|Scientific Name:||Mammillaria pennispinosa Krainz|
|Taxonomic Source(s):||Hunt, D., Taylor, N. and Charles, G. (compilers and editors). 2006. The New Cactus Lexicon. dh Books, Milborne Port, UK.|
|Taxonomic Notes:||Accepted as a valid species by Anderson (2001), Hunt (1999) and Pilbeam (1999). Two subspecies are recognized, the nominate form and subsp. nazasensis (Glass & R.C.Foster) D.R.Hunt. All the subspecies were previously assessed in 2002 (the nominate as Endangered and subsp. nazasensis as Critically Endangered), but as they have not been reassessed they are now excluded.|
|Red List Category & Criteria:||Critically Endangered B2ab(v) ver 3.1|
|Assessor(s):||Fitz Maurice, W.A. & Fitz Maurice, B|
|Reviewer(s):||Superina, M. & Goettsch, B.K.|
Mammillaria pennispinosa is listed as Critically Endangered due to its very restricted area of occupancy of less than 1 km2, its occurrence in a single location, and ongoing population decline due to illegal collection.
|Previously published Red List assessments:|
|Range Description:||This species is found in one location northwest of Gómez Palacio in the north of Durango, Mexico, where it grows at altitudes from 1,300 to 1,500 m asl. The area of occupancy is conservatively estimated to be a maximum of 1 km2.|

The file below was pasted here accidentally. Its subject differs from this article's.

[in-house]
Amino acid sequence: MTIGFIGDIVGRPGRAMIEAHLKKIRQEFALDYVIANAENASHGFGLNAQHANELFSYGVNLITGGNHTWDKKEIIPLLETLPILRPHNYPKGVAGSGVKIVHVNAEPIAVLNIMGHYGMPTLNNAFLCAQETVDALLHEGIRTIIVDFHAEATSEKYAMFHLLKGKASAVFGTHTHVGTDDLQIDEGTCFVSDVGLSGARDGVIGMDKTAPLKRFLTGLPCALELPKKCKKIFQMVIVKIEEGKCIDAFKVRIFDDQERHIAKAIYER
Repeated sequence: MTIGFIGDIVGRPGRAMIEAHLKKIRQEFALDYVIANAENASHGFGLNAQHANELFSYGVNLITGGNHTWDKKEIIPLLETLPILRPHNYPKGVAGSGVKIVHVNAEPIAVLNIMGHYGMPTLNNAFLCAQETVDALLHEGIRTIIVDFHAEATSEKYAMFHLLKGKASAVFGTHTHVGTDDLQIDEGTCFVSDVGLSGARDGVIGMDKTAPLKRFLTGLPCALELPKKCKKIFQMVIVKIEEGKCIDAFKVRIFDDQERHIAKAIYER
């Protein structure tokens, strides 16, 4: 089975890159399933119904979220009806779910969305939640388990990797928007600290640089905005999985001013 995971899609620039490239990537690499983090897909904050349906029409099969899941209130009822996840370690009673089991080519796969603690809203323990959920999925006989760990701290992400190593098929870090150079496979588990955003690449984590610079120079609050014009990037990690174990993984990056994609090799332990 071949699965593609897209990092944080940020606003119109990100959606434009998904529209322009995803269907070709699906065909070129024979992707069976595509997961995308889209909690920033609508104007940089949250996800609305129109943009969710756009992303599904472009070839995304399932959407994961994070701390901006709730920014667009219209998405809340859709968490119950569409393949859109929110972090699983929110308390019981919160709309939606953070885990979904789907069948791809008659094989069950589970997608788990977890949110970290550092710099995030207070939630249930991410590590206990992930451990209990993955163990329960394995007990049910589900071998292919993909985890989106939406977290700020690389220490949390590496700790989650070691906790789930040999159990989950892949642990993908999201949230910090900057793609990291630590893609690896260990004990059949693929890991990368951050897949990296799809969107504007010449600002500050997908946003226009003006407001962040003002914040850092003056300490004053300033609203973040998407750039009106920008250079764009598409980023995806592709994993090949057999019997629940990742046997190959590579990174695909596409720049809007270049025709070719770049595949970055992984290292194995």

|Range Map:||Click here to open the map viewer and explore range.|
|Population:||This species is uncommon within its very limited range. The current population is estimated to be less than 1,250 individuals.|
|Current Population Trend:||Decreasing|
|Habitat and Ecology:||It is found in crevices in steep volcanic rock in desert.|
|Use and Trade:||This species is collected from the wild. It is widely traded in Europe and is in commercial cultivation.|
|Major Threat(s):||This species is threatened by illegal collecting. The habitat is a standard stop for cactus tour groups from Europe and is now well-known to both commercial and amateur collectors.|
This cactus needs greater protection from illegal collection in the wild. It is listed on CITES Appendix II, but enforcement of the laws in the countries of destination is needed. Plants have been widely propagated worldwide for more than 40 years. It is not present in any protected area.
This species is legally protected in Mexico by the national list of species at risk of extinction, NOM-059-SEMARNAT-2010, where it is listed under category “subject to special protection” (Pr; SEMARNAT 2010).
|Citation:||Fitz Maurice, W.A. & Fitz Maurice, B. 2013. Mammillaria pennispinosa. The IUCN Red List of Threatened Species 2013: e.T40846A2936587.Downloaded on 17 January 2018.|
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